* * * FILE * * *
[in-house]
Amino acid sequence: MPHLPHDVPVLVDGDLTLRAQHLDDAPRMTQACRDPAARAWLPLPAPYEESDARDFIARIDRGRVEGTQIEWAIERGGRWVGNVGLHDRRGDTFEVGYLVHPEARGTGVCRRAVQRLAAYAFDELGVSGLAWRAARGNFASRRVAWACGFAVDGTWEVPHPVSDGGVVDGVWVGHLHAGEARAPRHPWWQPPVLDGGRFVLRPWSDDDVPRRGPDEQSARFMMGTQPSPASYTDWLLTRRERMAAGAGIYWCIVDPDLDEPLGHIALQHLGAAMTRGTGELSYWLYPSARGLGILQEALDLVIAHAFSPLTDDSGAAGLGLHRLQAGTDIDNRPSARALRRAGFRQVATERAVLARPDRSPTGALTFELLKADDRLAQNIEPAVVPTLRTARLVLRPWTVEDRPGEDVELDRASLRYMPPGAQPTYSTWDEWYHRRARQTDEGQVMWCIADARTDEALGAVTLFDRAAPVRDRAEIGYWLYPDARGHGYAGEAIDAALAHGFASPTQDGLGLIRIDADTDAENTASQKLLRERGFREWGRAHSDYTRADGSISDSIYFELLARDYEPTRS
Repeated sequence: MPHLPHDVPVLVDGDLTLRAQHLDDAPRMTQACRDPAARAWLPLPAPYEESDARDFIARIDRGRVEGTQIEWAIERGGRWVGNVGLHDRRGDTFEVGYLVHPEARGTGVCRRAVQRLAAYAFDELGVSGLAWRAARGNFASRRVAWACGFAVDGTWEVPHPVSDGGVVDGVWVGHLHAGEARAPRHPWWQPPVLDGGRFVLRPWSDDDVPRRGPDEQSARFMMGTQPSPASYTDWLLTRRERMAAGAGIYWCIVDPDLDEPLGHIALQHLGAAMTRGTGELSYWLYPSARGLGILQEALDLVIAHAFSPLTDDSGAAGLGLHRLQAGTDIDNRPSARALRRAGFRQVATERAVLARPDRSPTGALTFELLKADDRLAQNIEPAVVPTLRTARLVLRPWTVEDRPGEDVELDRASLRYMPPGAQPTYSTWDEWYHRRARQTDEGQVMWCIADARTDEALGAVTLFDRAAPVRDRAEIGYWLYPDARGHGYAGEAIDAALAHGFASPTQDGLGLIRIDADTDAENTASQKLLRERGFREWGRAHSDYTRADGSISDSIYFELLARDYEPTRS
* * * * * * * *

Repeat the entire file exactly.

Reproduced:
[in-house]
Amino acid sequence: MPHLPHDVPVLVDGDLTLRAQHLDDAPRMTQACRDPAARAWLPLPAPYEESDARDFIARIDRGRVEGTQIEWAIERGGRWVGNVGLHDRRGDTFEVGYLVHPEARGTGVCRRAVQRLAAYAFDELGVSGLAWRAARGNFASRRVAWACGFAVDGTWEVPHPVSDGGVVDGVWVGHLHAGEARAPRHPWWQPPVLDGGRFVLRPWSDDDVPRRGPDEQSARFMMGTQPSPASYTDWLLTRRERMAAGAGIYWCIVDPDLDEPLGHIALQHLGAAMTRGTGELSYWLYPSARGLGILQEALDLVIAHAFSPLTDDSGAAGLGLHRLQAGTDIDNRPSARALRRAGFRQVATERAVLARPDRSPTGALTFELLKADDRLAQNIEPAVVPTLRTARLVLRPWTVEDRPGEDVELDRASLRYMPPGAQPTYSTWDEWYHRRARQTDEGQVMWCIADARTDEALGAVTLFDRAAPVRDRAEIGYWLYPDARGHGYAGEAIDAALAHGFASPTQDGLGLIRIDADTDAENTASQKLLRERGFREWGRAHSDYTRADGSISDSIYFELLARDYEPTRS
Repeated sequence: MPHLPHDVPVLVDGDLTLRAQHLDDAPRMTQACRDPAARAWLPLPAPYEESDARDFIARIDRGRVEGTQIEWAIERGGRWVGNVGLHDRRGDTFEVGYLVHPEARGTGVCRRAVQRLAAYAFDELGVSGLAWRAARGNFASRRVAWACGFAVDGTWEVPHPVSDGGVVDGVWVGHLHAGEARAPRHPWWQPPVLDGGRFVLRPWSDDDVPRRGPDEQSARFMMGTQPSPASYTDWLLTRRERMAAGAGIYWCIVDPDLDEPLGHIALQHLGAAMTRGTGELSYWLYPSARGLGILQEALDLVIAHAFSPLTDDSGAAGLGLHRLQAGTDIDNRPSARALRRAGFRQVATERAVLARPDRSPTGALTFELLKADDRLAQNIEPAVVPTLRTARLVLRPWTVEDRPGEDVELDRASLRYMPPGAQPTYSTWDEWYHRRARQTDEGQVMWCIADARTDEALGAVTLFDRAAPVRDRAEIGYWLYPDARGHGYAGEAIDAALAHGFASPTQDGLGLIRIDADTDAENTASQKLLRERGFREWGRAHSDYTRADGSISDSIYFELLARDYEPTRS